Teachers' strike adds to Mauritanian bac candidates' nerves
By Mohamed Yahya Ould Abdel Wedoud for Magharebia in Nouakchott – 19/06/08
Mauritanian media is buzzing with news about the upcoming baccalaureate exams. Both parents and students are apprehensive about the bac, hoping and praying for good results. This year's stress level is even higher due to a teachers' strike which may cause the exams to be postponed.
Approximately 20,000 Mauritanian students are working hard in preparation for the baccalaureate exams scheduled to begin on June 30th. Teachers seeking higher pay and a review of the laws on promotions, however, began a general strike on May 26th. They are not expected to return to their duties before July 11th.
Education Minister Nebghouha Mint Mohamed Vall told the press on Thursday (June 12th) that the number of striking teachers was less than 40%, but Mohammed Ould Rebani, Secretary-General of the Teachers' Syndicate, said Tuesday that the number is actually about 80%.
Vall insisted that the number of teachers remaining "is enough to conduct the baccalaureate exams, slated to start on June 30th."
The tensions between teachers and the government are causing some students anxiety.
"The situation is really difficult," said science student Sayad Ahmed. "We contacted our teachers 20 days ago at a time when we needed them very badly. Now and then we hear rumours that the exams are going to be postponed; something that really clutters our minds as students. It seems that the baccalaureate exams will be truly difficult in our country this year."
Many students, however, are pressing on with their studies.
"I spend the day reviewing alone at home, but in the evening, I join a group of colleagues in order to study together on things that were difficult for us during the day," said contemporary arts student Aicha. "I think that we, as students, have to do our part, i.e. to review and study, and the teachers and ministry officials have to do their part towards us. The bottom line is that everyone has to bear their own responsibilities; if you work hard you will succeed, and you'll reap what you've sown," she added, while collecting her papers.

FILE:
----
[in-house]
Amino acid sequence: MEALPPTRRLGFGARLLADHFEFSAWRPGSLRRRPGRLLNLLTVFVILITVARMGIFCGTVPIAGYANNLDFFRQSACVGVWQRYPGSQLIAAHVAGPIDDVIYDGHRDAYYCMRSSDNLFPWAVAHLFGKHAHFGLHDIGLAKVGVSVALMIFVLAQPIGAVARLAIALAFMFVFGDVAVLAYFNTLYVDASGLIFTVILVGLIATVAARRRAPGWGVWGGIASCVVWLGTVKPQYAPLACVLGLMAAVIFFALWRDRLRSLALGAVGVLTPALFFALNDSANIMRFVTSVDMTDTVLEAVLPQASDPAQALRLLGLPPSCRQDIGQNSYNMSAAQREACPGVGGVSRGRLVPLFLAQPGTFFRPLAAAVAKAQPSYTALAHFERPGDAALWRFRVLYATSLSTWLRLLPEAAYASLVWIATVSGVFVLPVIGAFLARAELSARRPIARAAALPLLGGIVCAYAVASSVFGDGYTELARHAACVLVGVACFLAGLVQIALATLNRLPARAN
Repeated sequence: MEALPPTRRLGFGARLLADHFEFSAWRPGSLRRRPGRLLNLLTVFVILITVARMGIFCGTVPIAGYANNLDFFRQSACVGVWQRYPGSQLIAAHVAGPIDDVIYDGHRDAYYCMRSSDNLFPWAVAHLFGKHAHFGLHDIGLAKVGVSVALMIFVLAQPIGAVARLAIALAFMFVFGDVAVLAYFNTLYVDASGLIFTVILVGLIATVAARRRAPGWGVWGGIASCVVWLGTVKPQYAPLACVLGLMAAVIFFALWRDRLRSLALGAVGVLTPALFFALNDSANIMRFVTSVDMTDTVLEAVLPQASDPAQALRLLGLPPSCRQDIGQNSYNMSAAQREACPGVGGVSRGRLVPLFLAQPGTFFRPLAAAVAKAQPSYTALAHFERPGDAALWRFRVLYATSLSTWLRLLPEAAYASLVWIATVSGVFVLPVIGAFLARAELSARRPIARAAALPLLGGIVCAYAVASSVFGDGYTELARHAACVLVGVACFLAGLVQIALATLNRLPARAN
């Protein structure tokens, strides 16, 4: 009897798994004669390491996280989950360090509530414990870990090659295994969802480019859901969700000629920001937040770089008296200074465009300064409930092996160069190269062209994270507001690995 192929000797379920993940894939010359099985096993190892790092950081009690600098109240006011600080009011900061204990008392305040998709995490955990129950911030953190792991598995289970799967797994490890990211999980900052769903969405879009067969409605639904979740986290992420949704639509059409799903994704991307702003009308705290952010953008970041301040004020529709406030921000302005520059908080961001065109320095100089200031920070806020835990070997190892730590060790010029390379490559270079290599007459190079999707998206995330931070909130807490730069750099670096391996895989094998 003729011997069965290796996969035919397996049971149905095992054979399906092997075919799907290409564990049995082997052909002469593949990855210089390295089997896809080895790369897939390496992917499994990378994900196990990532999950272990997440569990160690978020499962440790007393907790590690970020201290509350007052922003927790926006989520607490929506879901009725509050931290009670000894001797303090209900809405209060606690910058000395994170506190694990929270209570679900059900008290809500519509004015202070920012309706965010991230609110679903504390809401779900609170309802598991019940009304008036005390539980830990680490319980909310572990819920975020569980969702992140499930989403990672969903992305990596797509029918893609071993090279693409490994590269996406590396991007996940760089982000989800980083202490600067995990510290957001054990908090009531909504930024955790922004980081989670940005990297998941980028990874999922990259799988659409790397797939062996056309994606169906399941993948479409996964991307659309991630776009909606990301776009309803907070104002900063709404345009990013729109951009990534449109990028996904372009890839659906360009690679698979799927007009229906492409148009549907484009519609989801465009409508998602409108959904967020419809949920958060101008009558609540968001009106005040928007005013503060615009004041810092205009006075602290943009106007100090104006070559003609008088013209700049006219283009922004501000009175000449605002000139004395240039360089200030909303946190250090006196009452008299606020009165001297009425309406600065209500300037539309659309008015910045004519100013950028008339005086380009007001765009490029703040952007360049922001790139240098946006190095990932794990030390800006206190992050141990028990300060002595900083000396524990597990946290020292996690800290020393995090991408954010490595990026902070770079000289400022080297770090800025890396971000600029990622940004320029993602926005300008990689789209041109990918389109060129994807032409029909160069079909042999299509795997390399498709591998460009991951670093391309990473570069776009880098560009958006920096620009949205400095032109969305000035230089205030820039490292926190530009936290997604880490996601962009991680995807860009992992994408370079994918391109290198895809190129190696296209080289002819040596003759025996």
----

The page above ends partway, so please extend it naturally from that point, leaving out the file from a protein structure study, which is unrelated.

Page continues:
The Ministry of Education said it expects a large number of female candidates to sit for the exams this year. Women's activist Fatima told Magharebia: "In recent years, the media coverage of women's issues in the country has had an effective role in stressing the need to educate women and promote them on the level of administrative positions. Therefore, it is natural that we see this big demand for baccalaureate education seats by women. This is a very positive thing."
Mohammed Fadel, father of two daughters and one son who are all sitting for the bac this year, has gone to great lengths to ensure his children's educational success.
"I have bought a lot of books and notes," he said, "and I have paid the bills for additional classes during the year. Educational expenses have surpassed living expenses by far. Yet, I still worry about the future of my children. This is the first time they sit for the baccalaureate exams, the atmosphere of which usually affects the psychological aspect of the students because of certain elements they are not accustomed to, such as security forces, inspectors, observers, etc."
With a low pass rate of 15% in the nation-wide experimental bac exams held two months ago, many students fear that the government may grade the actual exams in a similarly harsh manner.
Whether held on June 30th or another date, the results will tell in this year's baccalaureate exams.
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